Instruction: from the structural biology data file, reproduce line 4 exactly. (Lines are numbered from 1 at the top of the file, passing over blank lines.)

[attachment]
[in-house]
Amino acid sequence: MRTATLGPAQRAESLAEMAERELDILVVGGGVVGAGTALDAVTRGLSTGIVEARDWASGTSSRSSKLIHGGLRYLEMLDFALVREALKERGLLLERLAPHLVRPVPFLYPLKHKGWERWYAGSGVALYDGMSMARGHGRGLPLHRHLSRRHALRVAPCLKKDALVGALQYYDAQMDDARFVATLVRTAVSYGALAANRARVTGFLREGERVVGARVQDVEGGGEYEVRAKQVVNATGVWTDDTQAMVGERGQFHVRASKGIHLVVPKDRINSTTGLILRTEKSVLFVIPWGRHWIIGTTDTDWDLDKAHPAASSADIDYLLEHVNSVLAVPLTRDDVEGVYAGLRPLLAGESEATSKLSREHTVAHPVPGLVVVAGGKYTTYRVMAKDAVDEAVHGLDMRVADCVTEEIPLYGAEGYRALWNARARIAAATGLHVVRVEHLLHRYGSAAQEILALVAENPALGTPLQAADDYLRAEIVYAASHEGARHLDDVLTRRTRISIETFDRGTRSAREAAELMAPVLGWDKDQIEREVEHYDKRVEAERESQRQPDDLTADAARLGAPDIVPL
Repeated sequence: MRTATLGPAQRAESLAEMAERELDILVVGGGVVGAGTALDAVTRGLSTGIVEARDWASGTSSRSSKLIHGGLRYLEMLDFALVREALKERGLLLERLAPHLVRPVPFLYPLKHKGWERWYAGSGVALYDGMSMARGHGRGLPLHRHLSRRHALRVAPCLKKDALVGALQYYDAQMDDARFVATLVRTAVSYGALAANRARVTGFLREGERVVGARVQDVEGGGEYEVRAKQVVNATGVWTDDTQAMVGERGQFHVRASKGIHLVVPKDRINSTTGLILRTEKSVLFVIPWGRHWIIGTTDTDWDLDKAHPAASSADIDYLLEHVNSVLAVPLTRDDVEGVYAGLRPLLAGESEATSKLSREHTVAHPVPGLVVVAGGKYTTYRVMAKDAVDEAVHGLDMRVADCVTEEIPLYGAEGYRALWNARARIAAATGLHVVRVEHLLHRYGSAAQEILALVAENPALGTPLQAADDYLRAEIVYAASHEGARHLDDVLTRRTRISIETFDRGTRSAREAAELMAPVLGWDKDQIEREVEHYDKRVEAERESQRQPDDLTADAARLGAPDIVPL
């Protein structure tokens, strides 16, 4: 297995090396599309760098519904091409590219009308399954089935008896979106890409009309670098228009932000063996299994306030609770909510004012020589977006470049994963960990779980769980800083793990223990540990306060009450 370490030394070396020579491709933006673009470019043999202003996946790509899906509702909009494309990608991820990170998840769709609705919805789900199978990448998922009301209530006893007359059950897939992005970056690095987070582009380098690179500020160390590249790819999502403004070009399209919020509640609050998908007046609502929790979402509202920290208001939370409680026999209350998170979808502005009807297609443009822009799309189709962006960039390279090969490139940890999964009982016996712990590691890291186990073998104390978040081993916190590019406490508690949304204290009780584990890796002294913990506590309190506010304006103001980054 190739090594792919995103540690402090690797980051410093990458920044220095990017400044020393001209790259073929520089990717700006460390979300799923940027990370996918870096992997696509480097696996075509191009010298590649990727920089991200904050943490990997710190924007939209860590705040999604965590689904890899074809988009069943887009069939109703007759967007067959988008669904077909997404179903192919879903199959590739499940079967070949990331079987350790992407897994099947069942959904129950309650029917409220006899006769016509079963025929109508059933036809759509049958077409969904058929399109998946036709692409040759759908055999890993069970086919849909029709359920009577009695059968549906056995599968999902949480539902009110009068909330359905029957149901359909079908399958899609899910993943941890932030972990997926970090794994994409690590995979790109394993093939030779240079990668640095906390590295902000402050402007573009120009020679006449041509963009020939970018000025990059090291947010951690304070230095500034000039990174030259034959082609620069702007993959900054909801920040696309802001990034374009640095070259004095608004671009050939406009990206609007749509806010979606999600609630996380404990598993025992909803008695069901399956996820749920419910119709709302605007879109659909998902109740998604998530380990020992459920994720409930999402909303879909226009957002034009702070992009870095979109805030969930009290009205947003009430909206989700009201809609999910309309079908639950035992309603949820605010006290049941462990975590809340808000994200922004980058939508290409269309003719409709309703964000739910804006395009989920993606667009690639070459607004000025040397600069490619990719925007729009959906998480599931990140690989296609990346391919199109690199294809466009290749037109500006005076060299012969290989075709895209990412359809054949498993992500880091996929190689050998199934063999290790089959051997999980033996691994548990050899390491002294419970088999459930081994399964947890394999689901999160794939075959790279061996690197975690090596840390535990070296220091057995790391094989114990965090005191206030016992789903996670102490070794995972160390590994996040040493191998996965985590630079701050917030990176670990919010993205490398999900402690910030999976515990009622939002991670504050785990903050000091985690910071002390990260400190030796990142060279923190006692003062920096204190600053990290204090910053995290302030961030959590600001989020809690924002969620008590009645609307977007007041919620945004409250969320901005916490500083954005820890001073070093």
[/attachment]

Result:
């Protein structure tokens, strides 16, 4: 297995090396599309760098519904091409590219009308399954089935008896979106890409009309670098228009932000063996299994306030609770909510004012020589977006470049994963960990779980769980800083793990223990540990306060009450 370490030394070396020579491709933006673009470019043999202003996946790509899906509702909009494309990608991820990170998840769709609705919805789900199978990448998922009301209530006893007359059950897939992005970056690095987070582009380098690179500020160390590249790819999502403004070009399209919020509640609050998908007046609502929790979402509202920290208001939370409680026999209350998170979808502005009807297609443009822009799309189709962006960039390279090969490139940890999964009982016996712990590691890291186990073998104390978040081993916190590019406490508690949304204290009780584990890796002294913990506590309190506010304006103001980054 190739090594792919995103540690402090690797980051410093990458920044220095990017400044020393001209790259073929520089990717700006460390979300799923940027990370996918870096992997696509480097696996075509191009010298590649990727920089991200904050943490990997710190924007939209860590705040999604965590689904890899074809988009069943887009069939109703007759967007067959988008669904077909997404179903192919879903199959590739499940079967070949990331079987350790992407897994099947069942959904129950309650029917409220006899006769016509079963025929109508059933036809759509049958077409969904058929399109998946036709692409040759759908055999890993069970086919849909029709359920009577009695059968549906056995599968999902949480539902009110009068909330359905029957149901359909079908399958899609899910993943941890932030972990997926970090794994994409690590995979790109394993093939030779240079990668640095906390590295902000402050402007573009120009020679006449041509963009020939970018000025990059090291947010951690304070230095500034000039990174030259034959082609620069702007993959900054909801920040696309802001990034374009640095070259004095608004671009050939406009990206609007749509806010979606999600609630996380404990598993025992909803008695069901399956996820749920419910119709709302605007879109659909998902109740998604998530380990020992459920994720409930999402909303879909226009957002034009702070992009870095979109805030969930009290009205947003009430909206989700009201809609999910309309079908639950035992309603949820605010006290049941462990975590809340808000994200922004980058939508290409269309003719409709309703964000739910804006395009989920993606667009690639070459607004000025040397600069490619990719925007729009959906998480599931990140690989296609990346391919199109690199294809466009290749037109500006005076060299012969290989075709895209990412359809054949498993992500880091996929190689050998199934063999290790089959051997999980033996691994548990050899390491002294419970088999459930081994399964947890394999689901999160794939075959790279061996690197975690090596840390535990070296220091057995790391094989114990965090005191206030016992789903996670102490070794995972160390590994996040040493191998996965985590630079701050917030990176670990919010993205490398999900402690910030999976515990009622939002991670504050785990903050000091985690910071002390990260400190030796990142060279923190006692003062920096204190600053990290204090910053995290302030961030959590600001989020809690924002969620008590009645609307977007007041919620945004409250969320901005916490500083954005820890001073070093």